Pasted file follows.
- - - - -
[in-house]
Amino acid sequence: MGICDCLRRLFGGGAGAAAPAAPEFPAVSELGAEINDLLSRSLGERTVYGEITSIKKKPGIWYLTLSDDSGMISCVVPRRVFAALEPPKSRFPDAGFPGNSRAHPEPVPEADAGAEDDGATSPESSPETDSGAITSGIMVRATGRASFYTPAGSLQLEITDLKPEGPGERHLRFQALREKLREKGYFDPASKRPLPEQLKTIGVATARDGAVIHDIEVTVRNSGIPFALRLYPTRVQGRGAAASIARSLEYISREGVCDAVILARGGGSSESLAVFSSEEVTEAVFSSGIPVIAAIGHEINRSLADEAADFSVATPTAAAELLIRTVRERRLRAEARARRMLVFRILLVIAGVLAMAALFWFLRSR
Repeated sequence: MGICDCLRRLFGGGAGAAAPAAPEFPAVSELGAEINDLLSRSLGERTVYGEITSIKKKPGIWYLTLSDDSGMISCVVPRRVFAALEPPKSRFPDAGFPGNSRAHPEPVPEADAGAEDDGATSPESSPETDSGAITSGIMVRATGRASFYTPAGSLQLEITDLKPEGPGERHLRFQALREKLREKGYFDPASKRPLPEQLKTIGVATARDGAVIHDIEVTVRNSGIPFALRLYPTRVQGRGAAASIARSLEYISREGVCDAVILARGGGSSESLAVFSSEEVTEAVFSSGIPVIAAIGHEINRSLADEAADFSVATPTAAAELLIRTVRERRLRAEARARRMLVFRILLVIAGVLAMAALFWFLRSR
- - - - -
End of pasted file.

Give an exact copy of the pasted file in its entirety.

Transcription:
[in-house]
Amino acid sequence: MGICDCLRRLFGGGAGAAAPAAPEFPAVSELGAEINDLLSRSLGERTVYGEITSIKKKPGIWYLTLSDDSGMISCVVPRRVFAALEPPKSRFPDAGFPGNSRAHPEPVPEADAGAEDDGATSPESSPETDSGAITSGIMVRATGRASFYTPAGSLQLEITDLKPEGPGERHLRFQALREKLREKGYFDPASKRPLPEQLKTIGVATARDGAVIHDIEVTVRNSGIPFALRLYPTRVQGRGAAASIARSLEYISREGVCDAVILARGGGSSESLAVFSSEEVTEAVFSSGIPVIAAIGHEINRSLADEAADFSVATPTAAAELLIRTVRERRLRAEARARRMLVFRILLVIAGVLAMAALFWFLRSR
Repeated sequence: MGICDCLRRLFGGGAGAAAPAAPEFPAVSELGAEINDLLSRSLGERTVYGEITSIKKKPGIWYLTLSDDSGMISCVVPRRVFAALEPPKSRFPDAGFPGNSRAHPEPVPEADAGAEDDGATSPESSPETDSGAITSGIMVRATGRASFYTPAGSLQLEITDLKPEGPGERHLRFQALREKLREKGYFDPASKRPLPEQLKTIGVATARDGAVIHDIEVTVRNSGIPFALRLYPTRVQGRGAAASIARSLEYISREGVCDAVILARGGGSSESLAVFSSEEVTEAVFSSGIPVIAAIGHEINRSLADEAADFSVATPTAAAELLIRTVRERRLRAEARARRMLVFRILLVIAGVLAMAALFWFLRSR